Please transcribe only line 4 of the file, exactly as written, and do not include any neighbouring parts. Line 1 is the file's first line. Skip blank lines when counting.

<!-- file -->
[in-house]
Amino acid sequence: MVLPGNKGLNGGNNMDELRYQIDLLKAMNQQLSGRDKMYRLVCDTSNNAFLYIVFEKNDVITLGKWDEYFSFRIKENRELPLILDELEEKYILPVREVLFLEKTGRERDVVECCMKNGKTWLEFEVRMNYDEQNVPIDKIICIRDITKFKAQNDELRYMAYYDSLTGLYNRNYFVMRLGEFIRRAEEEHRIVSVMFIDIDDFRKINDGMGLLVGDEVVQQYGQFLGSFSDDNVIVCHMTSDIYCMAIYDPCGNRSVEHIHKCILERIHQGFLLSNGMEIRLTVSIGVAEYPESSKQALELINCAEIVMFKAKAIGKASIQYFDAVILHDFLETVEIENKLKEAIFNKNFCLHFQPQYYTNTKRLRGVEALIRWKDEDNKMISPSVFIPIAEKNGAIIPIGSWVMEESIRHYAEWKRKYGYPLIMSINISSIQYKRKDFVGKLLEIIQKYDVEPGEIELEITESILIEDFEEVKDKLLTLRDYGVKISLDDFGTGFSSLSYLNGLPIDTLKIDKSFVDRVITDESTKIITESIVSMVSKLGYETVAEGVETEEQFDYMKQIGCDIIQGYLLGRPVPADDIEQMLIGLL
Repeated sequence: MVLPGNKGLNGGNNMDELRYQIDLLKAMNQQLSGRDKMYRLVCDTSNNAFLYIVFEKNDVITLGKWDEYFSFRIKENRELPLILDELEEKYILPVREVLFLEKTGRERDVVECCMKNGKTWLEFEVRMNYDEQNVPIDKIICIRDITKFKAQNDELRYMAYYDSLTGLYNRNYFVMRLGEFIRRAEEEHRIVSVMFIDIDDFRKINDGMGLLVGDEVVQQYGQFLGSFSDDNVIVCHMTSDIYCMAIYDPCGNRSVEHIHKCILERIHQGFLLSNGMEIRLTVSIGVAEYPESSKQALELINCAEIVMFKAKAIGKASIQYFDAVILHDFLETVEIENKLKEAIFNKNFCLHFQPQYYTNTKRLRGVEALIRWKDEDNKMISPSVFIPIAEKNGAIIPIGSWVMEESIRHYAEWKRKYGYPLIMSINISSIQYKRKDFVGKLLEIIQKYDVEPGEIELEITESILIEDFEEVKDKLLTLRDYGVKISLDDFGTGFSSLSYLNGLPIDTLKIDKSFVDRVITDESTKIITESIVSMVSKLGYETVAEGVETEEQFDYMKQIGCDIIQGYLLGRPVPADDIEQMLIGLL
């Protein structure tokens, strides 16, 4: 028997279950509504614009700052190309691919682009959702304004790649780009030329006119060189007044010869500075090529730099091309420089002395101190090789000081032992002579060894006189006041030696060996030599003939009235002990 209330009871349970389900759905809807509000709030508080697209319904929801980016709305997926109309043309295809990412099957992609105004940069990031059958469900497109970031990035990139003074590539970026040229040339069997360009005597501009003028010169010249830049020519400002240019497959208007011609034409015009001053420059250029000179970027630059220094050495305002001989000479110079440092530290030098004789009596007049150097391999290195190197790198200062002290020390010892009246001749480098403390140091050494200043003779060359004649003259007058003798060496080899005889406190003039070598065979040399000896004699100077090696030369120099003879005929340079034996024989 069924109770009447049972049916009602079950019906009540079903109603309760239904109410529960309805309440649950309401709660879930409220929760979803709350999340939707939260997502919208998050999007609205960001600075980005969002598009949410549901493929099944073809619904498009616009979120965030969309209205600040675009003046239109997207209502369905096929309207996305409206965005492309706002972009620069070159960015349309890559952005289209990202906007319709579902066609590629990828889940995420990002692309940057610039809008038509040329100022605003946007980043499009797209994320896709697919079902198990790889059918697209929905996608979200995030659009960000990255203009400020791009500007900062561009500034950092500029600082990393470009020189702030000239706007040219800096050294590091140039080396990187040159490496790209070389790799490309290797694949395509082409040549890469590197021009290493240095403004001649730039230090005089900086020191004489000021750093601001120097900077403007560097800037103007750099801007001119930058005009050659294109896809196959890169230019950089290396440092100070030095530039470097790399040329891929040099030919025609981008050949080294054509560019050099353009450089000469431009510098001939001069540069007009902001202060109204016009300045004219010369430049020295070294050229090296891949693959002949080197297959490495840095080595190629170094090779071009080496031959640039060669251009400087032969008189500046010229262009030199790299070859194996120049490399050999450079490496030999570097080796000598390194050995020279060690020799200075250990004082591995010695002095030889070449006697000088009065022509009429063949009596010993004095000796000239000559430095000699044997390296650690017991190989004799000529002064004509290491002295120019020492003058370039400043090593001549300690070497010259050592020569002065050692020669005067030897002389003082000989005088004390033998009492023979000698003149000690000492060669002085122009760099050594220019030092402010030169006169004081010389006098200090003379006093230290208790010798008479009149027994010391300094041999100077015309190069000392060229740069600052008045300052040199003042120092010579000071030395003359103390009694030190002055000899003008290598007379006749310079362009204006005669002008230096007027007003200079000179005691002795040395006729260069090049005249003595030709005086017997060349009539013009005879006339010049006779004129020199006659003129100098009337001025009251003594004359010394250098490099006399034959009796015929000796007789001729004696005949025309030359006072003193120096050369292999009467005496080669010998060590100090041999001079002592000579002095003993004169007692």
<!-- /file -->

């Protein structure tokens, strides 16, 4: 028997279950509504614009700052190309691919682009959702304004790649780009030329006119060189007044010869500075090529730099091309420089002395101190090789000081032992002579060894006189006041030696060996030599003939009235002990 209330009871349970389900759905809807509000709030508080697209319904929801980016709305997926109309043309295809990412099957992609105004940069990031059958469900497109970031990035990139003074590539970026040229040339069997360009005597501009003028010169010249830049020519400002240019497959208007011609034409015009001053420059250029000179970027630059220094050495305002001989000479110079440092530290030098004789009596007049150097391999290195190197790198200062002290020390010892009246001749480098403390140091050494200043003779060359004649003259007058003798060496080899005889406190003039070598065979040399000896004699100077090696030369120099003879005929340079034996024989 069924109770009447049972049916009602079950019906009540079903109603309760239904109410529960309805309440649950309401709660879930409220929760979803709350999340939707939260997502919208998050999007609205960001600075980005969002598009949410549901493929099944073809619904498009616009979120965030969309209205600040675009003046239109997207209502369905096929309207996305409206965005492309706002972009620069070159960015349309890559952005289209990202906007319709579902066609590629990828889940995420990002692309940057610039809008038509040329100022605003946007980043499009797209994320896709697919079902198990790889059918697209929905996608979200995030659009960000990255203009400020791009500007900062561009500034950092500029600082990393470009020189702030000239706007040219800096050294590091140039080396990187040159490496790209070389790799490309290797694949395509082409040549890469590197021009290493240095403004001649730039230090005089900086020191004489000021750093601001120097900077403007560097800037103007750099801007001119930058005009050659294109896809196959890169230019950089290396440092100070030095530039470097790399040329891929040099030919025609981008050949080294054509560019050099353009450089000469431009510098001939001069540069007009902001202060109204016009300045004219010369430049020295070294050229090296891949693959002949080197297959490495840095080595190629170094090779071009080496031959640039060669251009400087032969008189500046010229262009030199790299070859194996120049490399050999450079490496030999570097080796000598390194050995020279060690020799200075250990004082591995010695002095030889070449006697000088009065022509009429063949009596010993004095000796000239000559430095000699044997390296650690017991190989004799000529002064004509290491002295120019020492003058370039400043090593001549300690070497010259050592020569002065050692020669005067030897002389003082000989005088004390033998009492023979000698003149000690000492060669002085122009760099050594220019030092402010030169006169004081010389006098200090003379006093230290208790010798008479009149027994010391300094041999100077015309190069000392060229740069600052008045300052040199003042120092010579000071030395003359103390009694030190002055000899003008290598007379006749310079362009204006005669002008230096007027007003200079000179005691002795040395006729260069090049005249003595030709005086017997060349009539013009005879006339010049006779004129020199006659003129100098009337001025009251003594004359010394250098490099006399034959009796015929000796007789001729004696005949025309030359006072003193120096050369292999009467005496080669010998060590100090041999001079002592000579002095003993004169007692």